In the wake of Lois Lane’s death at the hands of The Joker, Superman has become obsessed with providing security to the people of Earth at any cost. This, coupled with the revelation that The Guardians of Oa allowed Krypton to die, has driven a wedge between the superhumans of Earth and sparked a war between The Sinestro Corps (now allied with Superman) and the Green Lanterns. Still, Batman’s burgeoning resistance seems to be set for victory until they are confronted with the one thing Batman could not have planned for – an angry Superman empowered by a yellow ring and the fear of over a billion humans who have just seen their protector become a killer.
One criticism that has been leveled against Injustice: Gods Among Us from the beginning is that it is too dark and depressing. There are a number of fans who have little interest in a story where Superman becomes a fascist dictator. They say that Superman is meant to be a symbol of hope and that any story which works against that core concept is automatically flawed and unworthy of consideration. Others say that is precisely why we need stories like Injustice – to examine that idea and show precisely why it is a sense of morality and not moral superiority or super powers that make Superman super.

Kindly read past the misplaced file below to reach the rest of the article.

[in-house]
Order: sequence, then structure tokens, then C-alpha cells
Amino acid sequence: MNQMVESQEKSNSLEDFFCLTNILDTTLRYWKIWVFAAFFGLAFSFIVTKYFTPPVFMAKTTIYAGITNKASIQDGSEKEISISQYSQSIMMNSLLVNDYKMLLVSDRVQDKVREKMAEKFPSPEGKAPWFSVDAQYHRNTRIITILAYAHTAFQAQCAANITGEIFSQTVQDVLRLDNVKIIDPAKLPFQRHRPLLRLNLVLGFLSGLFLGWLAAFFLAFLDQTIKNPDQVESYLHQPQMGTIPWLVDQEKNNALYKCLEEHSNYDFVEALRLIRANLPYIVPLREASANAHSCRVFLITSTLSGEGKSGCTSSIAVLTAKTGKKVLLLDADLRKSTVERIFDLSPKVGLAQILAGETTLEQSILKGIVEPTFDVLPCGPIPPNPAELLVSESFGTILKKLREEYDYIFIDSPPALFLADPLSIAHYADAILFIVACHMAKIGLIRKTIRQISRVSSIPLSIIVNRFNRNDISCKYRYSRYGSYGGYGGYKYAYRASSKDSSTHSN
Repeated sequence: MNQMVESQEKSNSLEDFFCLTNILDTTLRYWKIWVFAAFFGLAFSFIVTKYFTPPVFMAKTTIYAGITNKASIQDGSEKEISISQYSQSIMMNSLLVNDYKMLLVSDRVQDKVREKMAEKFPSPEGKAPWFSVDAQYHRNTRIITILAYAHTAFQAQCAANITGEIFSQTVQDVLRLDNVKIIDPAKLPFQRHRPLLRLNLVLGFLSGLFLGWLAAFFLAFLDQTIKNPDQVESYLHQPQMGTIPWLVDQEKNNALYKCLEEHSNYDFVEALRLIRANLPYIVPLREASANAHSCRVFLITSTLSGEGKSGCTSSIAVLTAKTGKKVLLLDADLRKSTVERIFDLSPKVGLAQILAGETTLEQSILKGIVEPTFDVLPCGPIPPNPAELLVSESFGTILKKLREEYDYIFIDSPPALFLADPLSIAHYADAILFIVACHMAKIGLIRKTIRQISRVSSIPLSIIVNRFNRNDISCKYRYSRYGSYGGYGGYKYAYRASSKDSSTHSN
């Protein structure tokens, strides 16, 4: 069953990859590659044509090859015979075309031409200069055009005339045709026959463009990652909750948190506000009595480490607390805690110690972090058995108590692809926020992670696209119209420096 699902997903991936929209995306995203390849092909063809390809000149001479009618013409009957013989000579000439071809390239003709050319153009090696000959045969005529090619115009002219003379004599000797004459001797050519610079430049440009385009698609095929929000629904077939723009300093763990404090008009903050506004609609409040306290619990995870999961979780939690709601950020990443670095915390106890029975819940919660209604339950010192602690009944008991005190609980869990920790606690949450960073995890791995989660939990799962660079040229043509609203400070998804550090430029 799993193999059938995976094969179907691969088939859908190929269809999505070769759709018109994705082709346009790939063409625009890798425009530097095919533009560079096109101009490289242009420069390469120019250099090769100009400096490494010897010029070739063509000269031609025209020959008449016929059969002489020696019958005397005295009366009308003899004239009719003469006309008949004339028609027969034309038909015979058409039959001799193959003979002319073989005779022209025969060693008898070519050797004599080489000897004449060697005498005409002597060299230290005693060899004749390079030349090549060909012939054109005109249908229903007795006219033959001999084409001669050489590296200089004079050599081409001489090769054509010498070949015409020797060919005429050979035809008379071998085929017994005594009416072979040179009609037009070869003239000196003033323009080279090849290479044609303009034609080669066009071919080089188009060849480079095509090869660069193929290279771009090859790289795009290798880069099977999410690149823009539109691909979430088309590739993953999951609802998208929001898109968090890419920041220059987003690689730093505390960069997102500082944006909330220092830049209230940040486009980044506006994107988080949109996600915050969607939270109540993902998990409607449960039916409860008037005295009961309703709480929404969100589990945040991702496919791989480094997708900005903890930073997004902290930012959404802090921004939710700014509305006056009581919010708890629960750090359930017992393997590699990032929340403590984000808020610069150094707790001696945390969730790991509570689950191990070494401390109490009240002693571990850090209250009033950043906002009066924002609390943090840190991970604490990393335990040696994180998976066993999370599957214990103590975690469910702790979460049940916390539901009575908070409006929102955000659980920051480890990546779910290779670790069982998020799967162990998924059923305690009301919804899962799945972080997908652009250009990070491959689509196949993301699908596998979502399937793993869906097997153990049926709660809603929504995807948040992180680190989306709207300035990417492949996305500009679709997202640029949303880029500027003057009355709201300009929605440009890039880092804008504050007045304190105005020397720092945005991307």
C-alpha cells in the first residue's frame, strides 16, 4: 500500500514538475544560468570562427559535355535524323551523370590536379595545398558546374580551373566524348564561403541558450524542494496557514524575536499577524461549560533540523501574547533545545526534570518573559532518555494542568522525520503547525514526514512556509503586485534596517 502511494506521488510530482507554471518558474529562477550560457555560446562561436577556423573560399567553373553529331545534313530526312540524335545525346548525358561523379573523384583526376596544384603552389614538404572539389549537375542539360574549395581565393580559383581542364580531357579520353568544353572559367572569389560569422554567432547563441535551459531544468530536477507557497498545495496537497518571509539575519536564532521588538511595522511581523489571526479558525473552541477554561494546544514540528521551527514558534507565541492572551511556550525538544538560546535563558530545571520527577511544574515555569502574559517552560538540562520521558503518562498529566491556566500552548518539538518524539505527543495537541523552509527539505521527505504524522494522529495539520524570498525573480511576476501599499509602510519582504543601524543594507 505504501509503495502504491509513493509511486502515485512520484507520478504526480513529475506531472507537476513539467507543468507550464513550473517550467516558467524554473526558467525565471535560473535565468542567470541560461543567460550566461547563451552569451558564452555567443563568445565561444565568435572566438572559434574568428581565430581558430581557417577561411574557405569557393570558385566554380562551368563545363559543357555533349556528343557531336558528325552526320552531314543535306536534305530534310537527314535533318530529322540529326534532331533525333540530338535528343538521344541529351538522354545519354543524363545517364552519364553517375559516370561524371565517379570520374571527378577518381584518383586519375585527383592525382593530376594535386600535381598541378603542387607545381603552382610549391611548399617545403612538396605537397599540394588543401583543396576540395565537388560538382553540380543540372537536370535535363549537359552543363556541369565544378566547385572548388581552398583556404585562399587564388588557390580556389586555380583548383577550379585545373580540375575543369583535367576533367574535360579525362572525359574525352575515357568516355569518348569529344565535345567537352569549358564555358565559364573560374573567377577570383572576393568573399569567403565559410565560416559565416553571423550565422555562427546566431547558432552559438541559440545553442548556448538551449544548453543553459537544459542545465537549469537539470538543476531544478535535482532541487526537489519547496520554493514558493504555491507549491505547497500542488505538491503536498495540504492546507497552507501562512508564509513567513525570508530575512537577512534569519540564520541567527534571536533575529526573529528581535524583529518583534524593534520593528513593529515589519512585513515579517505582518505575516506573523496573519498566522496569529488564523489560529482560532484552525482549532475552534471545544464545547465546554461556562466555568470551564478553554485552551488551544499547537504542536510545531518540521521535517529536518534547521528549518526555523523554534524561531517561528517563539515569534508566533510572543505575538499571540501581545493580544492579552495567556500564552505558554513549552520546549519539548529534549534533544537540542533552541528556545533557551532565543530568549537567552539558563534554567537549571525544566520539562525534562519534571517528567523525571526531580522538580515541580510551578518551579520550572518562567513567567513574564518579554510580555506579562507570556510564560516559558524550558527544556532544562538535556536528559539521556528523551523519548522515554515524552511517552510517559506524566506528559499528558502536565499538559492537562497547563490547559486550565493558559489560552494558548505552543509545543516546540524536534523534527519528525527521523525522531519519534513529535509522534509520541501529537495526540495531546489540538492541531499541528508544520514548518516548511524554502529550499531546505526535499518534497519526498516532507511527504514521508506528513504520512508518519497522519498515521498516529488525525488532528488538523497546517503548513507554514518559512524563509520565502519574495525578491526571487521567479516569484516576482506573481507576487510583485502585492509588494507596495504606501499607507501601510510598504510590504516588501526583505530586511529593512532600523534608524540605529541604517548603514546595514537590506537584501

This debate has been raging for years, particularly in the wake of Man of Steel‘s depiction of a Superman who is capable of killing in the name of saving lives. And while Injustice: Gods Among Us is unlikely to change anyone’s mind about that particular subject, it could be used to show that just because a comic deals with a dark setting or subject matter does not mean that it has to be all doom, gloom and high body counts. This issue is a prime example of that sentiment, for while it contains some graphic depictions of a world-wide war and a few major character deaths it also features one of the most uplifting endings of any comic in recent memory.
Tom Taylor has walked this tightrope expertly in this issue and all the issues of Injustice so far. Whenever things threaten to get too serious, he always has a way of tipping the scale and giving us a laugh to balance out our revulsion at the constant displays of man’s inhumanity to man. Comparison to the tragedies of Shakespeare seem apt, for The Bard frequently set up quick comic scenes immediately after a murder – not only to ensure roles for the clowns in the theater groups he wrote for but also to give the audience a means of catharsis in the wake of the more upsetting scenes. And, on occasion, to hit them all the harder when the next tragic event occurred.
This book has been blessed with a number of talented artists and this issue is no exception. The book’s ending and epilogue are handled by different teams, which adds a subtle hint to the reader that things are changing. The ending is quite dark and shaded thus by the inker while the epilogue, which provides a hopeful coda for Year Two as a whole as well as a nice bookend for the very first issue of this series, is brighter and more colorful.
If you haven’t given Injustice: Gods Among Us a chance, you would do well to pick up that first issue and binge upon every issue between it and this one. There is darkness here, yes, and a number of truly disturbing scenes. Yet, there is also hope and humanity. And the darkness only serves to make the light seem all the brighter and better.